It's been a bleak six weeks at Taupō Airport but commercial flights resume next week and more are expected to be added in June.

Airport general manager Rhys Frearson told last Monday's Taupō Airport Authority committee meeting that there had been nothing going on at the airport during the lockdown.

His report to the committee showed that passenger numbers for January and February were ahead of the same time in previous years.

"It's been a pretty bleak month and a trying time here," Mr Frearson said.

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Without any air movements, airport revenue has been slashed while fixed costs remain.

"The biggest thing we are trying to do is cut costs to an absolute minimum without affecting our compliance or air certificate so we've done what we can but it's meant that [operations manager] Kim Gard and I are working some pretty extreme hours carrying out runway inspections and I've been out there shooting birds...but it's short-term pain for long-term gain."

Mr Frearson said at alert level 1 the airport would be guaranteed a flight a day seven days a week and was hoping to get back to business as usual, which would be driven by demand.

In the meantime though, he told the committee that Sounds Air had proposed adding a daily link to Auckland using Barrier Air facilities at Auckland Airport.

But mayor David Trewavas said he wanted to check first whether Air New Zealand, the airport's biggest customer, would be happy with that before giving the go-ahead and the airline had undertaken to get back to him that afternoon.

He said after the meeting that Air NZ had agreed to bring its Auckland-Taupō schedule forward to next month. It had initially said it would only resume its Taupō service in level 1.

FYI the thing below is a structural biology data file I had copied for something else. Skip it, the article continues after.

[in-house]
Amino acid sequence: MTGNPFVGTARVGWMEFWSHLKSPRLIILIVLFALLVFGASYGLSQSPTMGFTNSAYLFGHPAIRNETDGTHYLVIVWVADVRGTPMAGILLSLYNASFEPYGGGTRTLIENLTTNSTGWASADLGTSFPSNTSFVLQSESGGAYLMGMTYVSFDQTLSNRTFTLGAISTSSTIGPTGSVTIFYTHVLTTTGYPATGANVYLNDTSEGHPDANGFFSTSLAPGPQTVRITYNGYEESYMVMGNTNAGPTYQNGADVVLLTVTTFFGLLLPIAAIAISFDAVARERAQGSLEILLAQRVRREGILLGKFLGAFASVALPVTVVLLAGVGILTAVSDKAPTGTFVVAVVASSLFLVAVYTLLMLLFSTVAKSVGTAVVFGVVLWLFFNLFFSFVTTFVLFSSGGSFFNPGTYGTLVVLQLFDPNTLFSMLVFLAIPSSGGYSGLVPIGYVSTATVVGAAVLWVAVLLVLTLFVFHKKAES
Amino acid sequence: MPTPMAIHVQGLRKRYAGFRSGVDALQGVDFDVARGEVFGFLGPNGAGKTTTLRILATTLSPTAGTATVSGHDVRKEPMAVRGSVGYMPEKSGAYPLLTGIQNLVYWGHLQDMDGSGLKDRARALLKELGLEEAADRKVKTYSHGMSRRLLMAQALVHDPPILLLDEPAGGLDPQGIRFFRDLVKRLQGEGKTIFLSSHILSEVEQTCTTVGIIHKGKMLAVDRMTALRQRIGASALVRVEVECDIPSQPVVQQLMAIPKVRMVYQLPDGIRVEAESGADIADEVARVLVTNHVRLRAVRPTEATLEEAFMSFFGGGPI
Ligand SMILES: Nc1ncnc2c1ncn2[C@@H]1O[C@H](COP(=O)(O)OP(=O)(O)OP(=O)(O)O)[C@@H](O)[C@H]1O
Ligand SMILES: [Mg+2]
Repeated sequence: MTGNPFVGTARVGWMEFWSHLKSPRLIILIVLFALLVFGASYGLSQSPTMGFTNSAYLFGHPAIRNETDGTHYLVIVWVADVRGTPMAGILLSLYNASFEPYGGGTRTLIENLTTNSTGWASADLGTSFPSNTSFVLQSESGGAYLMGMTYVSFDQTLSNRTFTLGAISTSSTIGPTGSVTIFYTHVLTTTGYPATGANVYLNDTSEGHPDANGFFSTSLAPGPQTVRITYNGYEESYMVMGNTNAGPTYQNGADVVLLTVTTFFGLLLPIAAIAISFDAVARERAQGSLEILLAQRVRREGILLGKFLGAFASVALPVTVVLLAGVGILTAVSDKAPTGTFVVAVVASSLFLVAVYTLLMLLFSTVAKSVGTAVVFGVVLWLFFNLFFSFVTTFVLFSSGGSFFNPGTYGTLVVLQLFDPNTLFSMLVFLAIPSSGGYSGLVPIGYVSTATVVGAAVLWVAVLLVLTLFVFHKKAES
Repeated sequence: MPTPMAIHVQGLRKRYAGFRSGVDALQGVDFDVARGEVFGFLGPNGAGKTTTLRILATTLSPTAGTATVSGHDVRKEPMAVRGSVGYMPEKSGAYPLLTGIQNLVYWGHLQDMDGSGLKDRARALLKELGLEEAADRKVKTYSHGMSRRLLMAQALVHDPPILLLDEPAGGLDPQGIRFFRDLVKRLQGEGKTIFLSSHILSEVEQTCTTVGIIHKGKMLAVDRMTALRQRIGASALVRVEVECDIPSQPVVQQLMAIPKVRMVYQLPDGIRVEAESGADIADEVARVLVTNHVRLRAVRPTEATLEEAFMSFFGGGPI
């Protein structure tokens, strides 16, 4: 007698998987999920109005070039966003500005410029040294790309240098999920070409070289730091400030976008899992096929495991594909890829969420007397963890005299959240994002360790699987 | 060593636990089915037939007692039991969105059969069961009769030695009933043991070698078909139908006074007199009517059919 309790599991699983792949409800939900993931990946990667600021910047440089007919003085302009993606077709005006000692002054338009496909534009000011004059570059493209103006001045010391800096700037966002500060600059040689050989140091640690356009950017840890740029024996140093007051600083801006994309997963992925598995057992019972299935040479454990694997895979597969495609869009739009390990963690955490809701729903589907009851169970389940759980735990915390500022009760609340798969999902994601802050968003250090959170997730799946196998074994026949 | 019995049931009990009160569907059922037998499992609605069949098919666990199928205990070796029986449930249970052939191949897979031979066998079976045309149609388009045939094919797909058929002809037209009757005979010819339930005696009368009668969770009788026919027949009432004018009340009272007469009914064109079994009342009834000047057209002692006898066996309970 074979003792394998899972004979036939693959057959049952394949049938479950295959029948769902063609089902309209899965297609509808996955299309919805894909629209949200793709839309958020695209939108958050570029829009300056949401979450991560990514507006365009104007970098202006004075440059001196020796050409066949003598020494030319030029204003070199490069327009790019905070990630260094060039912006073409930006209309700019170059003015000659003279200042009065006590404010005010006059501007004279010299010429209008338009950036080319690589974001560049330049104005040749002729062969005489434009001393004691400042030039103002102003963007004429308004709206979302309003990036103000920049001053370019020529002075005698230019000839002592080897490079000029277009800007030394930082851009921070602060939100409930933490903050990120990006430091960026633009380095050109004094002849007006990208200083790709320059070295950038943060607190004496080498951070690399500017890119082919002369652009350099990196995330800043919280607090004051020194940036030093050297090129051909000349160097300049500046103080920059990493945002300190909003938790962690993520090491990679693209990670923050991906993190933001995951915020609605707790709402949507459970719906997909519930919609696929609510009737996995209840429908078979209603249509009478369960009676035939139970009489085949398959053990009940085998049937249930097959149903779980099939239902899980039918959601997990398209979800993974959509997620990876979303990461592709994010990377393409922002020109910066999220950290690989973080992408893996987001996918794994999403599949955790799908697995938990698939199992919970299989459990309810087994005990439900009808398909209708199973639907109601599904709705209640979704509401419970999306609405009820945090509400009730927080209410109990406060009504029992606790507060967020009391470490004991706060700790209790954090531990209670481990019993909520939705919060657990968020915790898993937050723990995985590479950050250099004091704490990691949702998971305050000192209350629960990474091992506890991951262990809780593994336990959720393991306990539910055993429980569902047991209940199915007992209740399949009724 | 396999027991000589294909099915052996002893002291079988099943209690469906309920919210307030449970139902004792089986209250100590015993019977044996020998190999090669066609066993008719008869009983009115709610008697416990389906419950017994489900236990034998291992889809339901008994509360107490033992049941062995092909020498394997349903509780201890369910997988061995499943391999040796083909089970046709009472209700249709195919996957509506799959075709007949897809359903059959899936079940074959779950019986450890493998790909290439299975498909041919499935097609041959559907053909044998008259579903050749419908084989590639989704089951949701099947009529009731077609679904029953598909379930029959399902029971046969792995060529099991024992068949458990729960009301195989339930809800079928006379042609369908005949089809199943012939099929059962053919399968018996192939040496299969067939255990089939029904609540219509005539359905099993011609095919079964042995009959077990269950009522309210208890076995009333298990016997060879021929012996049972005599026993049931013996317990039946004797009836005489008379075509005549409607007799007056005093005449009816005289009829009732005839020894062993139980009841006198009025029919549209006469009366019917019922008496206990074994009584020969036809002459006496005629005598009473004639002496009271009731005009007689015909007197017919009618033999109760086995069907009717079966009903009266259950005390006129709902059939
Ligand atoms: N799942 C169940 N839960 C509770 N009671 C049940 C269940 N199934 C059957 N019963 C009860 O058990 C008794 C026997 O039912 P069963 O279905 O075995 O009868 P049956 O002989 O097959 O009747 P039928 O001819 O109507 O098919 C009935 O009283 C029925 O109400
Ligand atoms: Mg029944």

"They are definitely guaranteed to come back and indications are it's going to be early next month...I said we'll take what we can get but it's definitely one flight [daily] at this stage and there will be an increase if demand increases."

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After the meeting, Mr Frearson told the Taupō & Turangi Weekender that Sounds Air was resuming its Wellington-Taupō flights from Monday, May 18 and will be running a return flight to Wellington on Mondays, Wednesdays and Fridays for the time being, with a possible evening service on Sundays.

The service for the most part would be fairly normal except that only passengers would be allowed in the airport terminal at level 2 with contact tracing, and the terminal would be locked between flights to avoid the need for repeated cleaning.

At the airport authority meeting Mr Frearson said that while the short to medium term ahead looked "pretty average" the longer term looked "pretty good" for the airport.

"While we are going to take hit through level 2 come level 1 we should be better off than a lot of other airports...getting back to level one and having 50 per cent of our operation is quite good."